Gotham Central #40 (2006)

If you’ve been reading Infinite Crisis or reading any hype for the upcoming 52 series, you probably know what’s been happening or is about to happen with Detectives Renee Montoya and Cris Allen in the greater DC Universe. These two Gotham City street cops are going to start to deal with experiences outside of their lives as police detectives. Those plot twists are all well and good for a comic that takes place in the super-hero side of the DC Universe, but they have no place in a street-level series like Gotham Central. Much of what’s made Gotham Central such a treat is that the comic has given readers a normal person’s view of the DC Universe, its threats and heroes. The series has always been about flawed people doing their very best to keep life in order in the DCU, even while greater menaces happen around them. I was afraid that this issue, the finale for Gotham Central, would offer a kind of transition, thereby ending the series on an odd note.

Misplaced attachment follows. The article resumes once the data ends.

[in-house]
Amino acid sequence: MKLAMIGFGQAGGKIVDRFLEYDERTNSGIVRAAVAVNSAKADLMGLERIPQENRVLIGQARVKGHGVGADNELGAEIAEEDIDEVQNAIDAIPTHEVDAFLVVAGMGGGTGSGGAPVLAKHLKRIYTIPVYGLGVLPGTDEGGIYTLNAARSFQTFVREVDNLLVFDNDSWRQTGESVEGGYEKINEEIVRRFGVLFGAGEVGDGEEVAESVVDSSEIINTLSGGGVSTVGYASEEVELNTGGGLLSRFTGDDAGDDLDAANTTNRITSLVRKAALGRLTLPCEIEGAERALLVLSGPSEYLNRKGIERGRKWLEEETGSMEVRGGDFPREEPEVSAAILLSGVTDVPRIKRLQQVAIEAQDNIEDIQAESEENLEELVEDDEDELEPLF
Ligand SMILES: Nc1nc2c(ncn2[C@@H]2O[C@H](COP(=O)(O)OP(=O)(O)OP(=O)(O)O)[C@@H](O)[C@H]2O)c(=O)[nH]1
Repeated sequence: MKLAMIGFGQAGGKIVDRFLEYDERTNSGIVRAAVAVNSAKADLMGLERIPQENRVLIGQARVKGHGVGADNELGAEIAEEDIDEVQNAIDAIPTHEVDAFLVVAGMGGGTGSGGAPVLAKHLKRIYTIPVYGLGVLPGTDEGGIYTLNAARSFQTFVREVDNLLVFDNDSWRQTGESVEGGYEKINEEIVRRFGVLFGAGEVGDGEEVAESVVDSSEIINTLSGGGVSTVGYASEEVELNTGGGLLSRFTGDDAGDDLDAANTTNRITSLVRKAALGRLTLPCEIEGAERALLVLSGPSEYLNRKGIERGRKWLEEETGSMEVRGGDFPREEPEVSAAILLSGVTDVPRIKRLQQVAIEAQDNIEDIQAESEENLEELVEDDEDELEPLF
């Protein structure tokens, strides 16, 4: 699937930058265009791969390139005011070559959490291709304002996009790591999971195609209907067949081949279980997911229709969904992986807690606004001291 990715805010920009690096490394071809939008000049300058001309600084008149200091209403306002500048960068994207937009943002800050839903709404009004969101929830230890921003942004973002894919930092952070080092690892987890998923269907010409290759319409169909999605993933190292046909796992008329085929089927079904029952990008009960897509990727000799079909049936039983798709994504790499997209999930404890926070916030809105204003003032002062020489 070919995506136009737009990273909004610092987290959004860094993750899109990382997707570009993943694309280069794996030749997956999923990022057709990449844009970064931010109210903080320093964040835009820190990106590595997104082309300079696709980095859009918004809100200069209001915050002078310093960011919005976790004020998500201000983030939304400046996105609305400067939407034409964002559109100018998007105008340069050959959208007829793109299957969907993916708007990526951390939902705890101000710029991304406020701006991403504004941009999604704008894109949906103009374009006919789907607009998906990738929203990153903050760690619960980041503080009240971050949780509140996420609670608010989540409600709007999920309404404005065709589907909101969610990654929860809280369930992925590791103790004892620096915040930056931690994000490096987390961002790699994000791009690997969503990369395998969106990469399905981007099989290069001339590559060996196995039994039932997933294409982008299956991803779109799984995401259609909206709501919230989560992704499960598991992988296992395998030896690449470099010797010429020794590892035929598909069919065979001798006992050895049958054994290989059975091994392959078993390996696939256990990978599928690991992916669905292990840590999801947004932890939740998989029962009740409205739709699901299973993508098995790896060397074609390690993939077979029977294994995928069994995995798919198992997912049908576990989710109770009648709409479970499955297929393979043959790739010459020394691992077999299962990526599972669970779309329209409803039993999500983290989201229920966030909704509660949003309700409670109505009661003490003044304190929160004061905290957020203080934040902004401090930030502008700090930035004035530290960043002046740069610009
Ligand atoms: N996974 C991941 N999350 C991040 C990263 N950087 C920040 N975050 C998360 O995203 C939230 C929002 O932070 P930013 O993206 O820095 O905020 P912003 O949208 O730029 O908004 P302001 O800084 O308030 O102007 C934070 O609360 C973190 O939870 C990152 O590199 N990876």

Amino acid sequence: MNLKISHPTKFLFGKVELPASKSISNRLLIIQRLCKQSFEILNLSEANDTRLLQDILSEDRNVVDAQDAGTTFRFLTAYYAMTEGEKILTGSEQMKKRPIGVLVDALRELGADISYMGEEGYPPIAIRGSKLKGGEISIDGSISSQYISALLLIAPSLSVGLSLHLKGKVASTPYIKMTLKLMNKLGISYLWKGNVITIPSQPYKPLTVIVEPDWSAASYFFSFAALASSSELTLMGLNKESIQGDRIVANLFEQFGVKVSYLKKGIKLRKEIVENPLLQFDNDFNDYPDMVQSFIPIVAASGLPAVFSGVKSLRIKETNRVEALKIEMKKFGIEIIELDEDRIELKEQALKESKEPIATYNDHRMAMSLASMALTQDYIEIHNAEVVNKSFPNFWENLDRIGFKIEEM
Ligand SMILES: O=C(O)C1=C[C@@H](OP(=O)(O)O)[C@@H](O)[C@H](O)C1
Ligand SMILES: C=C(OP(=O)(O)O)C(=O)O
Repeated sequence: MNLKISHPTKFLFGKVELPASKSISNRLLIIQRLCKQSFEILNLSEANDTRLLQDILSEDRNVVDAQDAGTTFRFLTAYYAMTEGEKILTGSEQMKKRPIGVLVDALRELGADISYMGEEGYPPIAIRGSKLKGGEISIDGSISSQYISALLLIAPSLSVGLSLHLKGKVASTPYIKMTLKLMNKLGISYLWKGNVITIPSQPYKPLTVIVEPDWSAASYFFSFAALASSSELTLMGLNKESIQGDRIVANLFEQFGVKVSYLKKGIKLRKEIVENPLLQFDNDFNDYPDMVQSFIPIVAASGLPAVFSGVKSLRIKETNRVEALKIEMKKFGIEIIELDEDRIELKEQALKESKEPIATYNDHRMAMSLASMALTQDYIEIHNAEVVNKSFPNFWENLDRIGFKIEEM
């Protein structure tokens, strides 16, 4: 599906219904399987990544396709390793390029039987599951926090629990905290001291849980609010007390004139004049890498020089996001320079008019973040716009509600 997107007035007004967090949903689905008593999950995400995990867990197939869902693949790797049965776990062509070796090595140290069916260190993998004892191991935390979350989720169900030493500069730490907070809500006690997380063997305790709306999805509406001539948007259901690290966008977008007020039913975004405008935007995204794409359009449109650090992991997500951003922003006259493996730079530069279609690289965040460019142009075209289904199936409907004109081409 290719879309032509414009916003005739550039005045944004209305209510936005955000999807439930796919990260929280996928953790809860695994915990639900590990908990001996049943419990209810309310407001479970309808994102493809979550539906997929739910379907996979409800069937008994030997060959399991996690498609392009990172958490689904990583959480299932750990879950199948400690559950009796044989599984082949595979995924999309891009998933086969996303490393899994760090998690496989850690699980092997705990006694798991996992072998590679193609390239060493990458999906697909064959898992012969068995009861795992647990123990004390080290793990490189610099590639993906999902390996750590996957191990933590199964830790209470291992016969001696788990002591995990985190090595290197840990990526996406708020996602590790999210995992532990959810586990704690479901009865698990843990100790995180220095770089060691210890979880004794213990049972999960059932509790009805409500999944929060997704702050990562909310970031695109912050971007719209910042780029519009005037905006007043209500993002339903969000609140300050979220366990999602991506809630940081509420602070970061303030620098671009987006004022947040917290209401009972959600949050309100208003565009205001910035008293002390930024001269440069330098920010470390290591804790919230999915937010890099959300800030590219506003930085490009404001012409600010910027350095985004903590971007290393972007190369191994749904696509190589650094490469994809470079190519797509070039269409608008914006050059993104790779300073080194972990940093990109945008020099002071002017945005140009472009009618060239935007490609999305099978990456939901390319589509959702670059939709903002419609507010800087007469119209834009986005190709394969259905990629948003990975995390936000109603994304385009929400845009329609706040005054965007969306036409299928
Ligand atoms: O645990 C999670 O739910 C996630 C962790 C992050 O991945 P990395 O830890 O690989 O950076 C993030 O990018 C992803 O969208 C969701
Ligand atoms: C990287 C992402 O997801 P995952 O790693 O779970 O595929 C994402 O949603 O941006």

But my fears didn’t come true. Greg Rucka has delivered a final issue that’s very true to the previous 39 issues. This issue stays firmly in the more realistic side of the DCU, and offers a nice denouement to the plots that have run through the series. Corrupt cop Jim Corrigan is finally exposed, Detective Montoya’s problems with anger are finally resolved to some extent, and the relationships between the characters are center stage. Issue 40 does present a transition with this series and 52, but it does so in a way that’s true to the history of this series.
 
Kano and Gaudiano do their usual sterling job with the artwork. Kano’s a terrific artist at conveying subtle facial expressions realistic characters. The art isn’t flashy, fitting the series, but it perfectly fits the atmosphere that the story conveys.
 
This is a nice send-off to a wonderful series. It’s too bad the status quo for Montoya and Allen has changed, but at least we have this nice send-off for them.
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